No Pain, No Gain: £35,500 profit and a new prospect recruited

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The Independent Online

This week I am recruiting Printing.com, the fast-growing hi-tech printer. I have been monitoring the company for months and although the authoritative research I have been promised has yet to materialiseI have dillied and dallied long enough.

This week I am recruiting Printing.com, the fast-growing hi-tech printer. I have been monitoring the company for months and although the authoritative research I have been promised has yet to materialiseI have dillied and dallied long enough.

The shares are traded on the fringe Ofex market. I am buying at 30.5p; they have been as high as 36p. Unlike many young companies, Printing.com is in profit, achieving a pre-tax figure of £510,000 in its last year and £251,000 in the first 28 weeks of its present year. The analyst ,Roger Hardman, believes profits will top £1m this year and nudge £1.5m next.

It is the second time I have taken the portfolio into the often dangerous waters of the lightly regulated Ofex market, which is planning to become a much more powerful rival to the Alternative Investment Market (Aim), the Stock Exchange's junior market. It has recruited a host of Aim people and, armed with the proceeds of a £1m cash-raising exercise, seems capable of mounting a strong challenge. Aim has been a major success. But there are doubts in some quarters whether the Stock Exchange is fully committed to its junior market, which represents only a tiny proportion of its total turnover.

My earlier Ofex constituent was a now-departed restaurant chain called Montana. I alighted on the shares because I was captivated by the success of the rather up-market American-style eateries the company created. The £5,000 investment achieved a near-£3,000 profit when the business collected a bid, which I accepted, from Hartford, the Aim-traded bars and restaurants group. Montana did not prove to be a rewarding acquisition for Hartford, which slumped into the penny dreadful category under a multitude of problems.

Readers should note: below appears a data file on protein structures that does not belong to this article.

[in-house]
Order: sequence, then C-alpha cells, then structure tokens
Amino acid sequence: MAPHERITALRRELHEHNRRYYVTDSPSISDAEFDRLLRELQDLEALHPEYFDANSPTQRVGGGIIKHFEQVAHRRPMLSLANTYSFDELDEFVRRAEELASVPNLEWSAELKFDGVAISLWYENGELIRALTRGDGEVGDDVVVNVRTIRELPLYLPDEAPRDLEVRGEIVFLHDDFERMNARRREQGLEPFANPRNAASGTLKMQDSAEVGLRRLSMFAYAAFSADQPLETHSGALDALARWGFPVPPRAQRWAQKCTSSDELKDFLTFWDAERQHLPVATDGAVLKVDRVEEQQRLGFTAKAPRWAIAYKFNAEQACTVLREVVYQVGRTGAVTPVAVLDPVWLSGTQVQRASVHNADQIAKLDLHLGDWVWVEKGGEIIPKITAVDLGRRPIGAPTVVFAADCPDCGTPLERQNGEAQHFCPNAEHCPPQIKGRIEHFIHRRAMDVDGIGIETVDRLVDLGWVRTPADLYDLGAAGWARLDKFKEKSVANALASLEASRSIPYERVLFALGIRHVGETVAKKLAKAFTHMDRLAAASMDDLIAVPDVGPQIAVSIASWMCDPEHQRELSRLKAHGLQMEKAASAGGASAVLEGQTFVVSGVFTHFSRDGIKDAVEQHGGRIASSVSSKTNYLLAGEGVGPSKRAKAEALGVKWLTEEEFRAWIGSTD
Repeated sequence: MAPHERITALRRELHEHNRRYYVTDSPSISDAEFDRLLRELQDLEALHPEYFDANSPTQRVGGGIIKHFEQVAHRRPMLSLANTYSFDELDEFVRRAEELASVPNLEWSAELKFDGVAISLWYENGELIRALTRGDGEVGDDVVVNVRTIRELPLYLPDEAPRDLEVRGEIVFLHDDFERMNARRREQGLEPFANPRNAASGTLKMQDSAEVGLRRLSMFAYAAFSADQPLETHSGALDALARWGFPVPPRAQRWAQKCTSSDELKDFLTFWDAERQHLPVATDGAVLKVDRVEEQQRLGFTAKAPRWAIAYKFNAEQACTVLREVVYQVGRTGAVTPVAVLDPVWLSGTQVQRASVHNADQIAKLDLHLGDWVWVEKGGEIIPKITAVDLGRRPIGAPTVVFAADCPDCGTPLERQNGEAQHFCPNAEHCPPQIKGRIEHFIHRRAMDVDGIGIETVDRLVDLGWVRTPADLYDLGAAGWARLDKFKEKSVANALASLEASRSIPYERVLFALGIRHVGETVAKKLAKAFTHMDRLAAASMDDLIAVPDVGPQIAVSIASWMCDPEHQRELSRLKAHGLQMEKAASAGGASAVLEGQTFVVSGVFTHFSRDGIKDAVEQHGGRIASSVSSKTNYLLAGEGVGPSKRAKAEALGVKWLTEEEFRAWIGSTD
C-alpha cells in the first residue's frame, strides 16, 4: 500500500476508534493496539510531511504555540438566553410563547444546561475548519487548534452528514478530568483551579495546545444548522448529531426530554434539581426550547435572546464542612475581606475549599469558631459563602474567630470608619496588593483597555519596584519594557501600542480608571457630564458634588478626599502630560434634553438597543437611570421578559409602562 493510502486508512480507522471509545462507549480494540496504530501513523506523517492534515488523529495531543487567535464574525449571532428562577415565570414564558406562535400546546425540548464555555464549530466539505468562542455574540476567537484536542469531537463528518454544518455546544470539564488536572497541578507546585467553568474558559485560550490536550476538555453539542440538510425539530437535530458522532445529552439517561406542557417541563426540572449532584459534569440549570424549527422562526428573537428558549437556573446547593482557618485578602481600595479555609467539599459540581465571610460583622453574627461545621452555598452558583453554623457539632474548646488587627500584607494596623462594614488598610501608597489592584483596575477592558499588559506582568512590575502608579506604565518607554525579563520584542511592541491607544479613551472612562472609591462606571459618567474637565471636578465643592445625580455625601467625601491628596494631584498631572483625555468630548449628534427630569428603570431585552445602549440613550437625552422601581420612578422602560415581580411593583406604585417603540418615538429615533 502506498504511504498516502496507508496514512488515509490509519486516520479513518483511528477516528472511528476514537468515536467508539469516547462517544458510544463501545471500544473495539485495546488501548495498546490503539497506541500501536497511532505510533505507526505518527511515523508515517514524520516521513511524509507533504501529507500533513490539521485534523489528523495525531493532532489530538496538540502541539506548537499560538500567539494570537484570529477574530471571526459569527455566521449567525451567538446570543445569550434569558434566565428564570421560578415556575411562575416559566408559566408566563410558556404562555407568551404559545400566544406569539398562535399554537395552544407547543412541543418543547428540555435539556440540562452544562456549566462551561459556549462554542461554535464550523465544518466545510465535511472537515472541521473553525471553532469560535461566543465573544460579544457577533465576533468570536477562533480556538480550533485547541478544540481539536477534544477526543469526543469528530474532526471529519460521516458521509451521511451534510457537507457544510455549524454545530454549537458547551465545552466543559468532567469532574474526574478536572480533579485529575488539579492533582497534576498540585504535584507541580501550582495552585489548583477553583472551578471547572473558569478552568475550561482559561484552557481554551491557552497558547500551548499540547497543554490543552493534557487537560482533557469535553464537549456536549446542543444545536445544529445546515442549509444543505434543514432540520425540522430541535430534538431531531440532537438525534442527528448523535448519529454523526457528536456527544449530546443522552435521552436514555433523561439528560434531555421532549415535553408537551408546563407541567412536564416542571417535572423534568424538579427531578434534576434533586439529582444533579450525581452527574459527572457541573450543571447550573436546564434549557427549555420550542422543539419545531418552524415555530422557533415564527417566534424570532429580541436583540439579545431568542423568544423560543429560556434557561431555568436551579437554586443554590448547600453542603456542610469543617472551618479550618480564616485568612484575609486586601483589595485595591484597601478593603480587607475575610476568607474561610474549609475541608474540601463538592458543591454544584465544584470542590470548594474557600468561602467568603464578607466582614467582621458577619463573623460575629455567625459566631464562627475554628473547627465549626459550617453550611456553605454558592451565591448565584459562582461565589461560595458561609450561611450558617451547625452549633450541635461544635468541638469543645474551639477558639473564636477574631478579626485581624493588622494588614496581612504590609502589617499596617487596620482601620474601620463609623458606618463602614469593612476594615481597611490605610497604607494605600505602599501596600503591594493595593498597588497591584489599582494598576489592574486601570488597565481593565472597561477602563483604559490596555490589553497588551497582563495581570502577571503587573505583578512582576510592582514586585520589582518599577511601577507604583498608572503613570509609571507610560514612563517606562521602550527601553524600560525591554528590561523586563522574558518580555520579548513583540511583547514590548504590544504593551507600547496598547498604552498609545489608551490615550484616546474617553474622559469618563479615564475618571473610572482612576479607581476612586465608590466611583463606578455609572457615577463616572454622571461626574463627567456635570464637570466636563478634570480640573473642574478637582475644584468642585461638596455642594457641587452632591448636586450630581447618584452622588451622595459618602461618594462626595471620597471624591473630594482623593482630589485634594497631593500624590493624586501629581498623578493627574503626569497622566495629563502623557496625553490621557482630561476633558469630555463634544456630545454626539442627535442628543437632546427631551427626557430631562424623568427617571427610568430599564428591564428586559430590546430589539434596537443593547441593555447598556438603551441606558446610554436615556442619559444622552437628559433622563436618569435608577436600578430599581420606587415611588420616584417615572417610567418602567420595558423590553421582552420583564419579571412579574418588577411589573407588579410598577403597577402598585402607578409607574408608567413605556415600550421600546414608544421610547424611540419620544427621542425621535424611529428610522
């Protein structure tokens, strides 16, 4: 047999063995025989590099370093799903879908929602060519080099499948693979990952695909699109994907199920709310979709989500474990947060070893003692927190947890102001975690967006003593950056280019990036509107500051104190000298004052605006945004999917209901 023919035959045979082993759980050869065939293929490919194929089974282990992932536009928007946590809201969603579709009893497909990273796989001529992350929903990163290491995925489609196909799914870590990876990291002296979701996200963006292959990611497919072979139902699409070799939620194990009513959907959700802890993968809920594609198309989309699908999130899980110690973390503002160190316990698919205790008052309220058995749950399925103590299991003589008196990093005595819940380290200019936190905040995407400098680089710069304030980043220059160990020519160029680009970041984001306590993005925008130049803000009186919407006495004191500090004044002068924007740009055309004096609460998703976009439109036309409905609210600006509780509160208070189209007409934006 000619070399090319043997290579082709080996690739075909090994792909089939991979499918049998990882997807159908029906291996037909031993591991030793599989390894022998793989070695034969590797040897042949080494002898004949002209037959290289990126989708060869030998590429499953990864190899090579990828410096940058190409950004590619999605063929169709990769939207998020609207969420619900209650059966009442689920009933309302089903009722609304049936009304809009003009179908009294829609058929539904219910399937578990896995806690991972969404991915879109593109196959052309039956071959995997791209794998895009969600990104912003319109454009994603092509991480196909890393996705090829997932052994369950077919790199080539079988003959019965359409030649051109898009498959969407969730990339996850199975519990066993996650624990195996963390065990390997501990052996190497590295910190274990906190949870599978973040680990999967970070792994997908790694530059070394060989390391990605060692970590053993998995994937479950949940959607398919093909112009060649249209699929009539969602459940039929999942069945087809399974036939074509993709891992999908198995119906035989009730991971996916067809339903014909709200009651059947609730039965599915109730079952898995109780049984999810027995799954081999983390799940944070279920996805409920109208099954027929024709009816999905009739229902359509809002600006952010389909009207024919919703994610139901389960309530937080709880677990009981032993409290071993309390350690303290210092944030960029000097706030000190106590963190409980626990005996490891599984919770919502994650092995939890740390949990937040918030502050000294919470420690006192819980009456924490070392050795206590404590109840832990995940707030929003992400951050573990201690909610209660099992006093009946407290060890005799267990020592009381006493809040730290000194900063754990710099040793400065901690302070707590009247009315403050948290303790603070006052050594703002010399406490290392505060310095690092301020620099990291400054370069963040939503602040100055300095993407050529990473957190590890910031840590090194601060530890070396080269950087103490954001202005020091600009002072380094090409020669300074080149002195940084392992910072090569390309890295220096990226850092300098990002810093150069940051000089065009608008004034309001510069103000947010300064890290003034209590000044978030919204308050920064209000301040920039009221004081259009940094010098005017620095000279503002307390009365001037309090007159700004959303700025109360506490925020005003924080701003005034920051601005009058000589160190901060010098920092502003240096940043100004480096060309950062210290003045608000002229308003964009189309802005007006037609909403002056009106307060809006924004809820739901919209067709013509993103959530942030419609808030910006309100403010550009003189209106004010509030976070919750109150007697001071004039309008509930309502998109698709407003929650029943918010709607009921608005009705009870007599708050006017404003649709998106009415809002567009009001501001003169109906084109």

The group, now embracing the Jamie's wine bars chain, does appear to be rallying but still has a long way to go to recapture past glories. I am delighted that I followed the old stock market axiom of selling when a bid arrives.

My hope is that Printing.com will be even more rewarding than Montana. I would expect shares of the instant printer, which has a growing chain of outlets feeding its Manchester printing hub, to move to Aim eventually. Any cash call that should accompany the elevation will, I believe, be a modest affair. But I must stress that Printing.com is still in the early stages of development and its shares must be regarded as highly speculative. Not, as they say, for widows and orphans.

Since I last reviewed the portfolio, it has continued to progress and now contains just two loss-makers, Wyatt, just a penny below my buying price, and Profile Media, where the red ink is deep and debilitating. Merrydown, the cider and Shloer soft drink group, followed by the builder Galliford Try, lead the pack.

Glisten, the acquisitive confectionery group recruited less than a year ago, is in third place with the oldest member, the finance house S&U, a commendable fourth. Unlike many other share-tipping exercises, losses are not conveniently forgotten when the overall performance is drawn up. The damage they have inflicted is included in the overall portfolio profit, just above £35,500.

Even with the arrival of Printing.com, the 14th constituent, I feel the portfolio is a little light.

Sixteen, in my view, represents an ideal membership and I would like to return to that level fairly soon. I am looking at a couple of shares, including the Urbium bars chain, and may next week increase the portfolio to 15 before leaving next month for a holiday in Lanzarote.

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